Harper government seeks advice on how jihadis use internet

Public Safety Canada is asking researchers to submit proposals to study links between the internet and violent extremism, including looking at how to prevent or intervene when Canadians are being radicalized.

Conservatives condemned Justin Trudeau for wanting to understand 'root causes' of terrorism

Wayne Rideout, the RCMP's assistant commissioner, shows the pressure cookers investigators said were intended as explosive devices in an Al-Qaeda-inspired plot to explode a bomb at the B.C. Legislature on Canada Day. The Harper government wants researchers to provide insight into the connection between violent extremism and the internet. (Darryl Dyck/Canadian Press)

The federal government wants advice about how terror groups use the internet to lure Canadians.

While it doesn't specifically reference ISIS, the call for new research comes a day after Parliament voted to support sending CF-18 fighter jets to Iraq to fight the Sunni jihadi extremist group the Islamic State of Iraq and Syria, known for its use of online propaganda.

Public Safety Canada is asking researchers to submit proposals to study links between the internet and violent extremism, including looking at how to prevent or intervene when Canadians are being radicalized.

"Better understanding the role of the internet as a communications medium is crucial, given how it may play roles to both advocate and to counter narratives of violent extremism."

The background information supplied to potential bidders says the research the government wants "will increase 
our understanding of terrorism, counter-terrorism and countering violent extremism, which will help produce more effective policies, tools and resources for law enforcement and people on the front lines.

"What makes this issue particularly difficult to understand is that it is a complex and varied phenomenon," it continues. 

"There is no simple or single set of factors" that lead to recruitment, the background says, and violent extremists "come from a variety of ethnic, cultural, educational, religious, regional and socio-economic backgrounds, as well as from different ages and genders.

"There can be a strong global dimension connecting to broader movements or outside organizations," it says.

Time to 'commit sociology?'

The call for submissions also raises the questions of:

  • What kinds of patterns exist in when and how groups form.
  • How their support fluctuates.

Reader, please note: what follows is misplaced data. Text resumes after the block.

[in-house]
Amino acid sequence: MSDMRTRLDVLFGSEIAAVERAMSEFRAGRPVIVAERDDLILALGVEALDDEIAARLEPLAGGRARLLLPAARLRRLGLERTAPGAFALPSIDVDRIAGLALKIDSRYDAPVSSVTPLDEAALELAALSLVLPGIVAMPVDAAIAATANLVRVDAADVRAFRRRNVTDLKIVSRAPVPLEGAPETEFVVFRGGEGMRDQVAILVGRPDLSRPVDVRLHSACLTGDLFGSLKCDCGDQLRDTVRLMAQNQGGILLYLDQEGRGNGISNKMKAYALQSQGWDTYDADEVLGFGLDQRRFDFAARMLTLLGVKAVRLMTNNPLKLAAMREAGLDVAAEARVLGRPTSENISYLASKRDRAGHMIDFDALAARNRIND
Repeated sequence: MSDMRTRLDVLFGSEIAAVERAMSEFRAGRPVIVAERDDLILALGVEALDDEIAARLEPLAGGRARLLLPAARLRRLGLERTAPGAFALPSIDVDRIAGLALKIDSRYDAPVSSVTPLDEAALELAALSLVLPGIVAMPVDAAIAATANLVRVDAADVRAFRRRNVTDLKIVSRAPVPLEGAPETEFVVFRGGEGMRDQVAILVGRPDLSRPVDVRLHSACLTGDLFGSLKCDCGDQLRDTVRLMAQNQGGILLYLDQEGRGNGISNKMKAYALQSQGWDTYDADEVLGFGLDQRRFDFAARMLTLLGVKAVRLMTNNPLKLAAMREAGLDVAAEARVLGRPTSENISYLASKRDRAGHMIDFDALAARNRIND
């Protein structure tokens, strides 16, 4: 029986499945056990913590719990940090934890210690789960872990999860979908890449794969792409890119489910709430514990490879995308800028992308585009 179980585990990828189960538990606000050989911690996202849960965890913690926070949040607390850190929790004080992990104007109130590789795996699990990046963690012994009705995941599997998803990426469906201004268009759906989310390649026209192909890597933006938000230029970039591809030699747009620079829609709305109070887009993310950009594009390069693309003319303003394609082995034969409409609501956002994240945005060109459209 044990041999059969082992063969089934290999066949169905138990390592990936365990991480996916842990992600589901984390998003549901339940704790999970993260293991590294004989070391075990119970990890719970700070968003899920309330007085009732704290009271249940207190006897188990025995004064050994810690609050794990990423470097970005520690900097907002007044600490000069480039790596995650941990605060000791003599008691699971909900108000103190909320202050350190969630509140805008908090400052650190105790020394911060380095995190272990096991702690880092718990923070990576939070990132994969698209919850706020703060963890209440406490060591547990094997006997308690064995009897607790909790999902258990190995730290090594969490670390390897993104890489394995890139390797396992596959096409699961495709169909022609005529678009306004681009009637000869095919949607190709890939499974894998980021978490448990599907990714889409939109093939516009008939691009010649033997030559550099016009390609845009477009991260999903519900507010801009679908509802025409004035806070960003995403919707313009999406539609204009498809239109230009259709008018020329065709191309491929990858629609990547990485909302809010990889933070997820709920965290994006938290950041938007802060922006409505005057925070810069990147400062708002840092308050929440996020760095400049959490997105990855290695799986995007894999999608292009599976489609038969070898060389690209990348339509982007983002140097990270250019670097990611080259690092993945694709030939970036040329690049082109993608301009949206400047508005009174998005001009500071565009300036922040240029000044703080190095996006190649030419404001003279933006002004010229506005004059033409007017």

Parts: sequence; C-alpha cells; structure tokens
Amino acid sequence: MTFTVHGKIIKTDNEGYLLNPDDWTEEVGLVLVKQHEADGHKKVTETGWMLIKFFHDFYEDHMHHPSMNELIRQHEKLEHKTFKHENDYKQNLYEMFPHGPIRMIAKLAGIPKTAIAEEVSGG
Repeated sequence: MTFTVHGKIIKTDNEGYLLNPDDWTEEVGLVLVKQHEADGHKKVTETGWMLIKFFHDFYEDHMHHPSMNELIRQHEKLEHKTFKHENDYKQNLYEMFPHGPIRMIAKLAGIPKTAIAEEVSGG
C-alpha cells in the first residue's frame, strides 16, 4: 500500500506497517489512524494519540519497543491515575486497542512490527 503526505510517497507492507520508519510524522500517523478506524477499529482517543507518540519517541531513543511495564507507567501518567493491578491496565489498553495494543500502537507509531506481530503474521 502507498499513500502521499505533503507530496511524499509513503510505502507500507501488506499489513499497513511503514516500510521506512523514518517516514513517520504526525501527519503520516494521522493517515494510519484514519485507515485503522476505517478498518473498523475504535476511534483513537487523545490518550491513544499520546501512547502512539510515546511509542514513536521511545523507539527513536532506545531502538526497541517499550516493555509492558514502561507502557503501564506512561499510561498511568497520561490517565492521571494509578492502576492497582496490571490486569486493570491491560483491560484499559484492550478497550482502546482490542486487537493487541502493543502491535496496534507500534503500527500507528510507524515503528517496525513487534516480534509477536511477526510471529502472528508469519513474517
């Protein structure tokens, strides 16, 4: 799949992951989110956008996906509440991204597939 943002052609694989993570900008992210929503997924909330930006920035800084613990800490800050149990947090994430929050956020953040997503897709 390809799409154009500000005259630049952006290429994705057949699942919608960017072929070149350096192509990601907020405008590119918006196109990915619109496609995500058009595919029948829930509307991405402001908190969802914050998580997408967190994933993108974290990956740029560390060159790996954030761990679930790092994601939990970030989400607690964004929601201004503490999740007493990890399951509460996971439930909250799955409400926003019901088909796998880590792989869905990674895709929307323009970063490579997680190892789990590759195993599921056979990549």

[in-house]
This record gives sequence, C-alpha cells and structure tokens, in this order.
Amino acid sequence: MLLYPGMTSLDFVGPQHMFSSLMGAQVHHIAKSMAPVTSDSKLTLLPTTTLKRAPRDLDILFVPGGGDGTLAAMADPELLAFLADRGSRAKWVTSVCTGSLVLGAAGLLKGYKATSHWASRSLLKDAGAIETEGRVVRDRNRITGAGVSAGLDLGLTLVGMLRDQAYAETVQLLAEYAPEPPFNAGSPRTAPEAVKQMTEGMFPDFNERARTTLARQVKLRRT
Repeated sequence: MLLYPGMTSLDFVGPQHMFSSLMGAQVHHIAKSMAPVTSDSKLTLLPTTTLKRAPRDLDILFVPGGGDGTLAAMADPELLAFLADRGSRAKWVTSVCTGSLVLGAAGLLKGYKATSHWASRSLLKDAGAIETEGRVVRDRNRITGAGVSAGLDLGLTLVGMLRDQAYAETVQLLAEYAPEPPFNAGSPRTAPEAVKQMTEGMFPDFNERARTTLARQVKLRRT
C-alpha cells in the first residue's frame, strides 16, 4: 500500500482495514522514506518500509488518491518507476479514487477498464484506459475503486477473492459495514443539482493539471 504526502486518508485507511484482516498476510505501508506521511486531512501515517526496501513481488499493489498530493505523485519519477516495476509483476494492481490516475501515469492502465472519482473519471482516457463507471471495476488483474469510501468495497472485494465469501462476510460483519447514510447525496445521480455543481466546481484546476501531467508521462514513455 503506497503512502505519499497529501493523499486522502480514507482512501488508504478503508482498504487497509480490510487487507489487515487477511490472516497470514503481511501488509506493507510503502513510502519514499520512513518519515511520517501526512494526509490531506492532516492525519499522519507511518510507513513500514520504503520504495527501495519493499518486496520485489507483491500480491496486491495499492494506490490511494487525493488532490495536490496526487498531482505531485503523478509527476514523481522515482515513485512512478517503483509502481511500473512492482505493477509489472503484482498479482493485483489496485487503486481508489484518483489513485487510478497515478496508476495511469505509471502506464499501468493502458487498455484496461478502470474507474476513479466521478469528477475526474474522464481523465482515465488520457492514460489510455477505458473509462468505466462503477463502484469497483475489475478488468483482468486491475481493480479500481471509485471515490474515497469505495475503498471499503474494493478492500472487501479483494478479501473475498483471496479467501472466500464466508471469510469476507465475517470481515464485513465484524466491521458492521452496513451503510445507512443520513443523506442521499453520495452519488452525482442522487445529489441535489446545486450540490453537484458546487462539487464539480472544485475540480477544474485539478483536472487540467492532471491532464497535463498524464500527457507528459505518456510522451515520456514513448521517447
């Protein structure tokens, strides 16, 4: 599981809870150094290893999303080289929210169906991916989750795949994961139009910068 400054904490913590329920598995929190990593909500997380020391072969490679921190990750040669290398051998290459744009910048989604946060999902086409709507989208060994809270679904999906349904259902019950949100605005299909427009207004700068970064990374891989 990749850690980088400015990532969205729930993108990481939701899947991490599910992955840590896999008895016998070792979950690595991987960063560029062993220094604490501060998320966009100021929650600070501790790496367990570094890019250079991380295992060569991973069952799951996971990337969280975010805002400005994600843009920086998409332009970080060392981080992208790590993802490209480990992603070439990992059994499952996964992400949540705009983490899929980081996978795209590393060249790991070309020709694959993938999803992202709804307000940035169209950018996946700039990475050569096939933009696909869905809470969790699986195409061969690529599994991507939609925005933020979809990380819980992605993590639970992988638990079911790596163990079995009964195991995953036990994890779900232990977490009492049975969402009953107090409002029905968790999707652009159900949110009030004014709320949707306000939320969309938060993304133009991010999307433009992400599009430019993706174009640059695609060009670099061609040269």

• When and why individuals and groups turn violent.

The title given by the government on its request for proposal is "Assessment of the state of knowledge: Connections between research on the social psychology of the Internet and on violent extremism."

The government has mocked Liberal Leader Justin Trudeau for saying it is important to look at the root causes of terrorism after the Boston Marathon bombings last year.

Harper said the proper response to such violence wasn't to "rationalize or make excuses" but "condemn it categorically, and to the extent you can deal with the perpetrators you deal with them as harshly as possible." 

In April, Prime Minister Stephen Harper addressed a similar question after authorities arrested two men in Canada and accused them of trying to blow up a Via Rail train.

"I think, though, this is not a time to commit sociology, if I can use an expression," Harper said. "These things are serious threats, global terrorist attacks, people who have agendas of violence that are deep and abiding threats to all the values our society stands for."

Public Safety Canada later issued four additional tenders for research into terrorism, including one into the “social psychology” of terrorists and another into the role of women in terror groups.

“Women have been shown to play a variety of roles, from basic logistics support, to gathering intelligence, to justifying and encouraging violence, to executing terrorist acts,” says the document.

The researchers are also instructed to look into the “motivations” of female terrorists.

Research not about 'root causes': MacKay

The government says it's not fair to call these latest studies an examination of root causes.

"They are looking at ways in which we can obviously prevent and pre-empt terrorist acts. I think there is a difference, " said Justice Minister Peter MacKay.

"This study is obviously going to give us an insight into what people are thinking. Obviously we want to know if there are further actions we should be taking. that informs all public decision."

Conservative MP Darryl Kramp, who chairs the public safety committee, told reporters Wednesday that it's hard to know what lies at the root of homegrown extremism, but raised "violent video games" as a potential trigger.

"A lot of people feel it's from basically, let's just say, fundamentalist teachings. I'm just not even that sure if that is the genesis of all of this. Maybe part of it is … people who have a weakness and all of a sudden, there's a violent video game and as they grow a little bit older, they outgrow that and maybe think they can take a little dose of reality to some of that fantasy that exists in that world," Kramp said.

Funding for the research comes from the Kanishka Project, a $10-million, five-year initiative the government announced in 2011, focusing on terrorism and how to counter it. The initiative is named after the Air India Flight 182 plane that was bombed on June 23, 1985, killing 329 people, most of them Canadians.

With files from Janyce McGregor and Laura Payton